A Thinx ad where a runny egg barely drips over the side of a box.

Image: One of Thinx’s advertisements | Thinx

When the Thinx underwear company, which makes special panties that women can wear on their periods in lieu of pads or tampons, wanted to put ads in New York City’s subway stations, MTA turned them down. The subway has seen other and far racier ads for things like breast augmentation and cosmetic surgery, so when the period panties’ ads weren’t accepted, it seemed there was really only one reason: the MTA thinks periods are, well, icky.

Thinx’s CEO, Miki Agrawal, spent three years designing and creating the underwear, and she has a clear-cut opinion about why MTA turned her ads away: “We live in a patriarchal society. The period conversation makes them uncomfortable, and that’s why there’s such a double standard with what’s allowed to be up there,” she says.

By denying the placement of the ads, the MTA is also denying Thinx’s access to the 5.5 million people who use the New York City subways. Agrawal says that her company is “well within the guidelines” of the MTA’s advertising standards, and that there is no other objection to the proposed ads except that periods make people feel weird.

The ads themselves are pretty simple, even minimalist: the yolk of an egg peeks over the edge of a box; a peeled and halved grapefruit sits quietly on a pink and red background. There’s nothing gross or revealing in them, and Agrawal astutely points out: “You can use a grapefruit to represent breasts, but you can’t use them to represent another [part of] female anatomy?”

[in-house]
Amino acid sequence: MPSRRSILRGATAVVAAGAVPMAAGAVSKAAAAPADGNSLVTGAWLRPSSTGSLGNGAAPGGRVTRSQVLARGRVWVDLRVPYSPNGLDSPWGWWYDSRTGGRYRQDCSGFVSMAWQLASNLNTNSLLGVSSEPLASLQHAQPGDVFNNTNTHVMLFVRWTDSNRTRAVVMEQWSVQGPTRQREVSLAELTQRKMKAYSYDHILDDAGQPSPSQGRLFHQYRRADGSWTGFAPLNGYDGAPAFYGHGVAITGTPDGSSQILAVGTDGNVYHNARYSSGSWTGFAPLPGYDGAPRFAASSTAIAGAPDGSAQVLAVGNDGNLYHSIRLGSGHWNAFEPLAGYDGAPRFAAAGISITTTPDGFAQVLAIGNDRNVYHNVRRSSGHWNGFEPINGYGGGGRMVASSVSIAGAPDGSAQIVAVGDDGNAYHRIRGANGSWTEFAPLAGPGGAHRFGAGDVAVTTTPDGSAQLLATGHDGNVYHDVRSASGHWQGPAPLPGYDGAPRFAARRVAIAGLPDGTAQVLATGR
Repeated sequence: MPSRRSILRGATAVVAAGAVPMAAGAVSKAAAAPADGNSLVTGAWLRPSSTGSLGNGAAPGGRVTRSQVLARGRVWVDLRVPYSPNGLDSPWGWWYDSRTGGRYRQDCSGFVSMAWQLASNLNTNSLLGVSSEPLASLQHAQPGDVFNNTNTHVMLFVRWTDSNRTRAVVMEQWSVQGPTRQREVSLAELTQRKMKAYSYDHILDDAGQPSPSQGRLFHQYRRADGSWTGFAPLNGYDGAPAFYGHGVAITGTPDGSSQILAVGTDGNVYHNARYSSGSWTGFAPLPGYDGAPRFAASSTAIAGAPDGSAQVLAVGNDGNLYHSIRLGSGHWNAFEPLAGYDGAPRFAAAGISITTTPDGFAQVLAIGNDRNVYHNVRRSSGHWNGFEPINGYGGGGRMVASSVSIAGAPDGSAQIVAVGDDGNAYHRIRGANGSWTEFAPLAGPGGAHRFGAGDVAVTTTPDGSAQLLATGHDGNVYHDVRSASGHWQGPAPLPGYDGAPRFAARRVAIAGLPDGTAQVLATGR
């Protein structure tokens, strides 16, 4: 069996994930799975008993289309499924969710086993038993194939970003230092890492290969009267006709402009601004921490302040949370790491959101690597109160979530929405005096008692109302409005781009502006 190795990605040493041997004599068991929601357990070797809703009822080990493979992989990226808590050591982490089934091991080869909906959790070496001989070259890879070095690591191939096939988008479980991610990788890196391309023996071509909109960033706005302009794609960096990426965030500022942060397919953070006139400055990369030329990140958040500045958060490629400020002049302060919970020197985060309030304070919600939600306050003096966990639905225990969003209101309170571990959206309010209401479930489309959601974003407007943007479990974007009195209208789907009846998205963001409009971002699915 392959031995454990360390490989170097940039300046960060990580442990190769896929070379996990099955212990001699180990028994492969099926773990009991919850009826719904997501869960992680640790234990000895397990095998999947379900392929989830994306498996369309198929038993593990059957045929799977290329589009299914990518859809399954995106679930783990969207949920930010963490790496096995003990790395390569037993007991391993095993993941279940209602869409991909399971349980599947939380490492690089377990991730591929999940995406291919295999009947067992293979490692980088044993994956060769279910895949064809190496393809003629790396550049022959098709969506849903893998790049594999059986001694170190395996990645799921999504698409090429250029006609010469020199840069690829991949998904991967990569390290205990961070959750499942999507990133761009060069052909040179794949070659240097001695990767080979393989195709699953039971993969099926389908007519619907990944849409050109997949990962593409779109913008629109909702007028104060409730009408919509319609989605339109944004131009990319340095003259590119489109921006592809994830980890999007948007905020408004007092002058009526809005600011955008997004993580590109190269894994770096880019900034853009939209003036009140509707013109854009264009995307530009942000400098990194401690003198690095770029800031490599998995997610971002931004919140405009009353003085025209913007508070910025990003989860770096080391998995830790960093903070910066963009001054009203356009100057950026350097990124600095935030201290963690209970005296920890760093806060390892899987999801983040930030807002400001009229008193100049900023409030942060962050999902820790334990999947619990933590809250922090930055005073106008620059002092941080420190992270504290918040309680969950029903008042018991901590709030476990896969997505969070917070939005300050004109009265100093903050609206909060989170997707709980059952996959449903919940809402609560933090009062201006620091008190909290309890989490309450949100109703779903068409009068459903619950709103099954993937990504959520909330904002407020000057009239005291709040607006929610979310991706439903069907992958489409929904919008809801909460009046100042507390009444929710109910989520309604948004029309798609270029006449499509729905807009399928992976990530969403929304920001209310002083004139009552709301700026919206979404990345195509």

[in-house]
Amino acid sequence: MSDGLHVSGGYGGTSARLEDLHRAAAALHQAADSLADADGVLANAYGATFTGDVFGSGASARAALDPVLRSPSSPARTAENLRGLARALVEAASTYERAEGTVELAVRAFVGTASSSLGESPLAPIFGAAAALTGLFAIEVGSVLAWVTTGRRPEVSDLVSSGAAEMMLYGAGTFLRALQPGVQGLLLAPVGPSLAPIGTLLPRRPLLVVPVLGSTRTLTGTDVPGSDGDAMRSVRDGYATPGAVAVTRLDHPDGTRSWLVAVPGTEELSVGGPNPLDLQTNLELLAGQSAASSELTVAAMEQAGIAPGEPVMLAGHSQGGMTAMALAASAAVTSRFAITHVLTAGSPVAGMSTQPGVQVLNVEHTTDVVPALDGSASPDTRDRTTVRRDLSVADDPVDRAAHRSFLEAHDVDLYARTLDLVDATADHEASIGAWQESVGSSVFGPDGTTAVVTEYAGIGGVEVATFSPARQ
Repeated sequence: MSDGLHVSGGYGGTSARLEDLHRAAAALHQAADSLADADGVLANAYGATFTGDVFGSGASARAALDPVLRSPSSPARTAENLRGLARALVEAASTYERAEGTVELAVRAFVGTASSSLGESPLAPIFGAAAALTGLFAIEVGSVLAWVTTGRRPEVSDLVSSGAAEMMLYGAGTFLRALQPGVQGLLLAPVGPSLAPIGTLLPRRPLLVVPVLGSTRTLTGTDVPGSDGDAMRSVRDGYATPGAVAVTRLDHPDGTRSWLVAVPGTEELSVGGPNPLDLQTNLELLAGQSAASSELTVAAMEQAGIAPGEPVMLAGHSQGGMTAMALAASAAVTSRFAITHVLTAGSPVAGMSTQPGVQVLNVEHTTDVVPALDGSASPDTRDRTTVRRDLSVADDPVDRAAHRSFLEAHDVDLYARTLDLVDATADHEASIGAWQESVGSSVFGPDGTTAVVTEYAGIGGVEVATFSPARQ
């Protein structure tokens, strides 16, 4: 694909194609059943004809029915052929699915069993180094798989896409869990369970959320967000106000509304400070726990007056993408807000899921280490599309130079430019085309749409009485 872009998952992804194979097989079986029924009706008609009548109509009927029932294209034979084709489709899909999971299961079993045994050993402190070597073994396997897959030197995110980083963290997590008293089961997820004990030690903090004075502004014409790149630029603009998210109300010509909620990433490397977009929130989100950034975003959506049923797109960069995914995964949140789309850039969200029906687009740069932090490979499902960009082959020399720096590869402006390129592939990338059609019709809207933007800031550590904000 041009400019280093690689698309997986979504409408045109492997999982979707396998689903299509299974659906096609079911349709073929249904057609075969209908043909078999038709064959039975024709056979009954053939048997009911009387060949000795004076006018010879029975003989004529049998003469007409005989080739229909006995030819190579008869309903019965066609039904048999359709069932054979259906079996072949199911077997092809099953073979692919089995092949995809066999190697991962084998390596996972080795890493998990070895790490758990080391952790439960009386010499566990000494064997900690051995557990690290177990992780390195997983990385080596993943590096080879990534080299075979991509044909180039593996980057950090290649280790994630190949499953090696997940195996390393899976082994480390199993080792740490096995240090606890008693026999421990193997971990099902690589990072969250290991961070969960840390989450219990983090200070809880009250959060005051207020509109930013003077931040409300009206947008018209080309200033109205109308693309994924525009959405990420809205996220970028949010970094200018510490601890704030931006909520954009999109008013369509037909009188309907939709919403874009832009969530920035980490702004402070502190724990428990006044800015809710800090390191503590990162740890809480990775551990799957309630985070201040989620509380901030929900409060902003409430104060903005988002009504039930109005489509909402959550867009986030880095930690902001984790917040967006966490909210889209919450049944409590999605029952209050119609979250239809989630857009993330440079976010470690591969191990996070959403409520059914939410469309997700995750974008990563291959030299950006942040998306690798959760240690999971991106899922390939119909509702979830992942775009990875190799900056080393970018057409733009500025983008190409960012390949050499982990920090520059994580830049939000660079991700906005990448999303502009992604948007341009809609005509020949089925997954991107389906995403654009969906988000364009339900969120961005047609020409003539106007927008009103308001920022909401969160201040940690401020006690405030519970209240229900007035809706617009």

It seems now that Thinx and the MTA have reached a treaty over the ads, specifically about the use of the word “period” (because the word is obviously the worst part!). An MTA spokesman spoke with The New York Times and said that “of course [the ads] would be approved.” The ads are allegedly still “under review,” meaning they weren’t actually rejected altogether in the first place, but no official word has been released yet.

Of the ads Agrawal says, “We’re not changing them. We’re going to fight this until they approve it.”

So get ready, MTA travelers: you may be looking at grapefruit a bit differently soon.